Interview with guitarist Ricky Singh | By Hutch
Backtrack guitarist Ricky Singh is outside Richmond, Virginia’s Canal Club, anticipating a late-booked show “to break up the drive.” When most would be exhausted, Backtrack find the motivation to continue. They finished the Life & Death Tour in Tampa the prior night, Oct. 1, after starting the tour on Sept. 8 with Vein from Boston, Twitching Tongues from Los Angeles, No Warning from Toronto, and the U.K.’s Higher Power – whose debut LP, Soul Structure, was put out by Singh’s Flatspot Records in May.
Singh is riding the thrill of hitting up a friend in Richmond, getting tattooed at Black Rabbit Tattoo – an all-female studio – and opening for RVA’s sinister Bracewar alongside Higher Power, Queensway, Cold World, and Day By Day. After the show, Singh and the boys are driving back to New York City to find “some padded sleeping device.” A month is a long time to be on the road, especially since Singh says all the band’s members “have more responsibilities at home” since their last LP, 2014’s Lost in Life. Vocalist James Vitalo now resides in L.A., while the other members – bassist Danny Smith, guitarist Chris Smith, and drummer Steve DiGenio – live in Brooklyn and the Jersey Shore.
Singh drips with pride and excitement regarding Backtrack’s intense new full-length, Bad to My World. Hardcore fans have recently been sated with a single, the title track, with the album arriving on Nov. 17 via Bridge Nine Records.
That single – the music and its presentation – was the product of Singh challenging himself to be unique. Last go ‘round, Bridge Nine founder Chris Wrenn had the band put out a 7” with a track from Lost in Life and a B-side. This time, Singh put two tracks on a flexi to stoke fans—and where do flexis come from? Magazines. So, Singh made one.
“It’s a 36-page magazine with a flexi inside. Full-sized, full-color magazine that you would buy in the store,” he says, noting that its contributors include “tons of different of friends that are somewhat connected to Backtrack. Between graffiti artists, illustrators, tattoo artists, photographers – you name it – everybody came together and made it happen. It’s one of my favorite things creatively that I have done. It is out of the box and visually pleasing. It shows a little bit more into the world of the members of Backtrack, the visual aspect of what we are into and the vibe of the band. And it shows some lightheartedness. A lot of the time, hardcore bands take themselves seriously. As people, we’re not macho dudes trying to flaunt how tough we are. It important to be realistic about who we are as people. I think that shines through in there.”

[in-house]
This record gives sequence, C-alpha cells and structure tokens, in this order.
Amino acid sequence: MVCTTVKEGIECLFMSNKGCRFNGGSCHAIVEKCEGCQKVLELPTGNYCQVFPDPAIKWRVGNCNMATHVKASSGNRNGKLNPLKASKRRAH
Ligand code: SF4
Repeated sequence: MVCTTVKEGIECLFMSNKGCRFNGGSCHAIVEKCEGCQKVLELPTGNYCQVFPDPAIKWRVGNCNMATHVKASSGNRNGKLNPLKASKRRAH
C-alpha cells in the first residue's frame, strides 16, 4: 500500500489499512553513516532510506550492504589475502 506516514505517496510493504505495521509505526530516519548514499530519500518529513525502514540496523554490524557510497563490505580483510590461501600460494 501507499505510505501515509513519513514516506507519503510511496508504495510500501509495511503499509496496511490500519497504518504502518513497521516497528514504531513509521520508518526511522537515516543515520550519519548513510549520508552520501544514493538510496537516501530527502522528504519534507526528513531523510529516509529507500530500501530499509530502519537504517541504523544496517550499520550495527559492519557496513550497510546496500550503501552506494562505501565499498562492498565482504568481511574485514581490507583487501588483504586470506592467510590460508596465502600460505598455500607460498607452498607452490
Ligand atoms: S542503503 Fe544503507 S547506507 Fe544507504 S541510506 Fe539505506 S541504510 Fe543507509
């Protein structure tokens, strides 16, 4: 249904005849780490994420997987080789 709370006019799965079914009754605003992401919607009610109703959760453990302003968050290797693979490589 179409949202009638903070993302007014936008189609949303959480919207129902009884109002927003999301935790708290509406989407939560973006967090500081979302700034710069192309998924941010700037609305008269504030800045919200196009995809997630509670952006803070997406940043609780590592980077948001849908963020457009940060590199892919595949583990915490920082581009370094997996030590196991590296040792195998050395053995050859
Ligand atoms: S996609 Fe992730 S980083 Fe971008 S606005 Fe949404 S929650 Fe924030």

Bad to My World’s energy and drive epitomizes Backtrack’s surging drive to create. Tracks like “Crooks Die Slow,” “One With You,” and especially the invigorating “Cold-Blooded” ensure Backtrack’s prominence. Blistering riffs and fast drum rhythms complemented by audacious breakdowns are the formula. The writing process began immediately after Lost in Life. Singh notes, “I was constantly writing for the last four years. I came up with over 30 demos. We were able to take the best of what we write and we would want to put our name on.”
Terror drummer and Piece By Piece vocalist Nick Jett produced Backtrack’s two prior LPs, as well as records for bands such as Down To Nothing, Internal Affairs, Strife, Rotting Out, and Minority Unit. Jett also filled in on drums for Backtrack during their European tour with Madball. Singh reports “turning a little room in the back [of the bus] into a studio” and writing with Jett for Bad to My World. “[He] produced all of our albums and this one,” Singh says, “[but] he took a backseat on the engineering this time.”
Enter Dean Baltulonis, who took on the duties for engineering and mixing. His resume is staggering, and his production on No Warning’s 2002 Bridge Nine release, Ill Blood, brings things full circle. Singh explains, “The vibe of the record—the way I wrote most of the songs—was being a 14 [or] 15-year-old kid getting into hardcore music and what drew me to it, what made me intrigued by it.” Singh refers to the awe one feels when first exposed to a subculture so honest, angry, and visceral, “the kind of sound that has a rawness to it, a certain type of energy that I wanted to hone.” For example, he refers back to “very early 2000s Carry On, Mental, Righteous Jams, and No Warning,” but clarifies, “I didn’t want to emulate that, just the feeling I had when I first listened to those records. It is a Bridge Nine release and feels as though it could have been released alongside those records and held its own. I hope this record becomes that gateway for a 15-year-old today.”
As Singh reflects, he approaches what Backtrack have meant to hardcore and the band’s members. After 10 years, Backtrack have left their own formidable imprint. “A whole decade. All of our 20s were spent in Backtrack,” he marvels. “And a lot of that was spent on the road, touring. We just wanted to play shows and write music that was cool.”
Regardless of their undefined goals, their motivation led them to tour Japan, Australia, and Europe and to drop three records. “All those things fell into place organically,” Singh adds. “We are grateful for the opportunities the band has given us, creatively and culturally. We have been able to experience all of these incredible things all around the world that I don’t think most people will be able to experience unfortunately – or care to experience, because they don’t care enough about the world. We’re very thankful for hardcore music.”